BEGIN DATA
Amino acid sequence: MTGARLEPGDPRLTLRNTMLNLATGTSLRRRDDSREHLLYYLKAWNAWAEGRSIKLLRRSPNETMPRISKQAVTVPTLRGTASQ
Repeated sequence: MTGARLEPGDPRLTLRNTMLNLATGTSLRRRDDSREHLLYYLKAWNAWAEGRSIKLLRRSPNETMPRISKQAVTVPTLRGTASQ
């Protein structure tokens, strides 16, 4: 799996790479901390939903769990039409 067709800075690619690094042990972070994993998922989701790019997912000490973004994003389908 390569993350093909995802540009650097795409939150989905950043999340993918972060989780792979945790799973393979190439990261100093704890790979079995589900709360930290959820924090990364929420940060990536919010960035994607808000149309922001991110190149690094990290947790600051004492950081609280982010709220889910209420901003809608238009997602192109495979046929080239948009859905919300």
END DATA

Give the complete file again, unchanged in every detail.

Amino acid sequence: MTGARLEPGDPRLTLRNTMLNLATGTSLRRRDDSREHLLYYLKAWNAWAEGRSIKLLRRSPNETMPRISKQAVTVPTLRGTASQ
Repeated sequence: MTGARLEPGDPRLTLRNTMLNLATGTSLRRRDDSREHLLYYLKAWNAWAEGRSIKLLRRSPNETMPRISKQAVTVPTLRGTASQ
């Protein structure tokens, strides 16, 4: 799996790479901390939903769990039409 067709800075690619690094042990972070994993998922989701790019997912000490973004994003389908 390569993350093909995802540009650097795409939150989905950043999340993918972060989780792979945790799973393979190439990261100093704890790979079995589900709360930290959820924090990364929420940060990536919010960035994607808000149309922001991110190149690094990290947790600051004492950081609280982010709220889910209420901003809608238009997602192109495979046929080239948009859905919300």